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Tuesday, November 24, 2015

The Wombats’ Glitterbug Is the Group’s Most Refined Effort to Date

Posted By on Tue, Nov 24, 2015 at 9:49 AM

click to enlarge The Wombats will perform at Blueberry Hill on Tuesday, December 1. - PHOTO VIA PARADIGM TALENT AGENCY
  • Photo via Paradigm Talent Agency
  • The Wombats will perform at Blueberry Hill on Tuesday, December 1.
Matt Murphy, Dan Haggis and Tord Øverland Knudsen formed the Wombats in 2003 while attending the Liverpool Institute of Performing Arts. After releasing a series of EPs, the band’s debut record, A Guide to Love, Loss & Desperation, was released in 2007. Its lead single, “Let’s Dance to Joy Division,” soon attracted the attention of the oftentimes fickle UK music press, putting the band on the map. 2011’s This Modern Glitch followed along the same lines as its predecessor, but with greater emphasis on synths and stronger basslines. The angst of the original was still there, though, as evident in the singles “Techno Fair” and the rompy “Tokyo (Vampires & Wolves).”

After two albums of get-down madness, the band took a different approach for its third effort. Released after a four-year break, April’s Glitterbug offers a collection of shimmering pop melodies draped in Murphy’s autobiographical lyrics, replacing the indie-disco party grooves with more nurtured harmonies. This synthesis is evident from the onset of the LP’s first track, “Emoticons,” which restrains the keyboard-heavy din of the band’s second effort in favor of more percussion and guitars. 

Despite the shift in sound, the Wombats’ penchant for lyrical catchiness and infectious hooks remains a dominant force in its songs. Speaking by phone from Germany, percussionist and multi-instrumentalist Haggis explains that the record’s inspiration came from Murphy’s intensely personal experiences. 

“All of the lyrics always come from a very honest place about what’s been going on with his life and times,” he says. “He was in Los Angeles and broke up with a girl, and then got together with a new girl.” 

The trio scored a coup when Bastille’s producer, Mark Crew, agreed to work on the new album. Although his involvement enhanced the Wombats aesthetically, it also meant taking a more precise route in reaching its destination.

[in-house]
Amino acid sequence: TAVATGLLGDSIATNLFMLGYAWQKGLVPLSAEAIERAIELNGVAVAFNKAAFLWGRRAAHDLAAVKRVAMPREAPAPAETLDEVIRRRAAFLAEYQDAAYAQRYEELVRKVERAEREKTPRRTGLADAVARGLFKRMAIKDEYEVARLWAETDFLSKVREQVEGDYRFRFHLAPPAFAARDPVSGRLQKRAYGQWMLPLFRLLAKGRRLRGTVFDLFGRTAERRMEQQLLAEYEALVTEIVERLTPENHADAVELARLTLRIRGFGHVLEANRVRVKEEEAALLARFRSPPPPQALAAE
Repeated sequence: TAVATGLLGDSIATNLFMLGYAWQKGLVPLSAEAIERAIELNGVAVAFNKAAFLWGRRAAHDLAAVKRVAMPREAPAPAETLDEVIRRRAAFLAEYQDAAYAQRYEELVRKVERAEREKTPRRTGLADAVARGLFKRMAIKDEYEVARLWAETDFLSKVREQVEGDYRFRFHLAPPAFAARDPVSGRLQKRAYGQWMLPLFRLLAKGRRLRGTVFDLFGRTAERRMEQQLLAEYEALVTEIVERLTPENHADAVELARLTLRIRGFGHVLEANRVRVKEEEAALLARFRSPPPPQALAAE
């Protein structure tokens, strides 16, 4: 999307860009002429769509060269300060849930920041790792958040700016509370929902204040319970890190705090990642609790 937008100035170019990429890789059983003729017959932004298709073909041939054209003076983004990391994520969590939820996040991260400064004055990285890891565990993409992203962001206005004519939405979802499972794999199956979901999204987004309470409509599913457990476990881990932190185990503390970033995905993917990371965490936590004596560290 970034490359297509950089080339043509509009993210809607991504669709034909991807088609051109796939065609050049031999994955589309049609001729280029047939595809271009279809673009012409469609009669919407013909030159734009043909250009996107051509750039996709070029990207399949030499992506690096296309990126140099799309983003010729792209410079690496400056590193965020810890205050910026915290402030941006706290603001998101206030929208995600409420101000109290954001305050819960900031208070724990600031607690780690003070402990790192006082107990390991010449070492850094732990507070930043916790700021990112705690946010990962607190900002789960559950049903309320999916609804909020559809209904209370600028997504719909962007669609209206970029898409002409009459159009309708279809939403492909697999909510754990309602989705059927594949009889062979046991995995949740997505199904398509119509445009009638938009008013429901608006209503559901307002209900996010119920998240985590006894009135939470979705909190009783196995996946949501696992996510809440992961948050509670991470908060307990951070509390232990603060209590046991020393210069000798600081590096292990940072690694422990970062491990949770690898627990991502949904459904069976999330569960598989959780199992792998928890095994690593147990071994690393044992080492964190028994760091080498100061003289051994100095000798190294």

“We finished writing it in June of 2014, and then we spent three and a half months recording on and off,” Haggis says. “The producer was busy with other projects so we’d go and record something, and then we’d have a few weeks where he was doing something else, and then we’d do another week.” 

The stop/start method of production was new to the band. 

“It was a bit of a process with recording, to be honest, which was a shame. But we really wanted to work with Mark Crew,” Haggis explains. “So we just ended up having to fit into his schedule. It wasn’t the quickest of processes, but we made sure we did it properly, the way we wanted to do it, so that we were happy with the results rather than just rush something out quickly.”

The members of the Wombats are currently in the throes of an American tour, which concludes in December. After this round of shows the group plans to start working on new material. Haggis is not sure what to expect with the next release. 

“We’re all influenced by a lot of different music, so until we start working on the next album we don’t have any ideas of where we want to go or what we want to do with it. We approach each album as it comes,” he says. “I think as a band we’ve always really admired bands like Radiohead that have evolved from album to album and are always pushing forward, trying to challenge themselves.” 

But for now, Haggis is just happy to be on the road.

“It’s amazing,” he says. “Of course, it gets tiring sometimes. We’ve been touring since January. There are moments when you’re on a tour bus and you haven’t slept properly for a few nights, and you just want to lie in your own bed. But the positives outweigh the negatives by a thousand times. You get up onstage every night, no matter how tired you’re feeling, or missing home and friends and family, girlfriends and the rest of it, and you see people having a great time and singing along and smiling. And any negative thoughts you have go straight out the window. I couldn’t have wished for anything more.”

The Wombats
8 p.m. Tuesday, December 1. Blueberry Hill, 6504 Delmar Boulevard, University City. $12. 314-727-4444.

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